• If you are able to observe in a dark area away from streetlights, you are more likely to be able to find this object.
  • While instruments such as binoculars and telescopes are not needed to locate this galaxy, they do make your viewing experience a lot clearer.
  • What you actually see is the core of the galaxy, the outer arms are very faint. You might wish to try to photograph it to make it show up, but you will likely need a long exposure time, a camera adapter, and image stacking software such as Registax or ImagesPlus.
  • In the opposite direction from the three/four bright stars, you may find two bright stars, and another faint star that appears as a double, which form a triangle. If you draw a line from the faint star to the spot in-between the two brighter stars, and keep going, you may find the Triangulum Galaxy, another bright but highly elusive galaxy.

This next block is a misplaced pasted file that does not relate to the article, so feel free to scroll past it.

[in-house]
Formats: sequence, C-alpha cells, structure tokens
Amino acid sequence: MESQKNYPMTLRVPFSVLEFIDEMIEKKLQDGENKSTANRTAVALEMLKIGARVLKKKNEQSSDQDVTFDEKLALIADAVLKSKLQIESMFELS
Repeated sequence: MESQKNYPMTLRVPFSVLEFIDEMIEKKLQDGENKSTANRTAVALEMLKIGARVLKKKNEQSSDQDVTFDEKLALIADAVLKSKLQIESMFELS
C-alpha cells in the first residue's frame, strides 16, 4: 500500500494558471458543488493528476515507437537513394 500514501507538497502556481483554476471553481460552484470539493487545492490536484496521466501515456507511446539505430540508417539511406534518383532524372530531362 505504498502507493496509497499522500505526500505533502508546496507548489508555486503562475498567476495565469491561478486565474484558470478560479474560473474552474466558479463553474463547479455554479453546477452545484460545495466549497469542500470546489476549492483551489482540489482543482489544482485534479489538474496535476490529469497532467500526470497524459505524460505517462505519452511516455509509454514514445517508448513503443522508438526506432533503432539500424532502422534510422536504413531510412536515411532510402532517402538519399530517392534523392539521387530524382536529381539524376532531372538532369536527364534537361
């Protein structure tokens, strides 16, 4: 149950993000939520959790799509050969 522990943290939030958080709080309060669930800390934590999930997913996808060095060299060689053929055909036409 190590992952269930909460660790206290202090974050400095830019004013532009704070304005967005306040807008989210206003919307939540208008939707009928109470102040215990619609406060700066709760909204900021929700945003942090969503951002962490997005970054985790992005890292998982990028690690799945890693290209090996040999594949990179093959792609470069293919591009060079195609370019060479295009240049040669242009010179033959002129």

• The Andromeda Galaxy is 200,000 light years across and contains about 400 billion stars.[7] It is called M31 because it is the 31st object on Messier's list of diffuse sky objects.[8]
  • Two other galaxies can be easily seen from Earth with the naked eye: the Large Magellanic Cloud and the Small Magellanic Cloud. M33 is visible from a dark site and a few keen-eyed observers have spotted M81.[9]
  • A constellation is a group of stars like a dot-to-dot puzzle. If you join the dots–stars, that is–and use lots of imagination, the picture would look like an object, animal, or person. For example, Orion is a group of stars that the Greeks thought looked like a giant hunter with a sword attached to his belt.[10]


  • This may be difficult to do in the southern hemisphere.
  • Remember to dress for the weather, especially in the colder months.

Things You'll Need

  • Binoculars and/or telescope
  • Camera and star atlas/planisphere (optional)

Sources and Citations

  1. Lisa Miles and Alastair Smith, The Usborne Book of Astronomy & Space, p. 66, (2009), ISBN 978-1-4095-0843-4
  2. Leslie Alan Horvitz, Night Sky Tracker, p. 70, (2006), ISBN 1-84566-079-X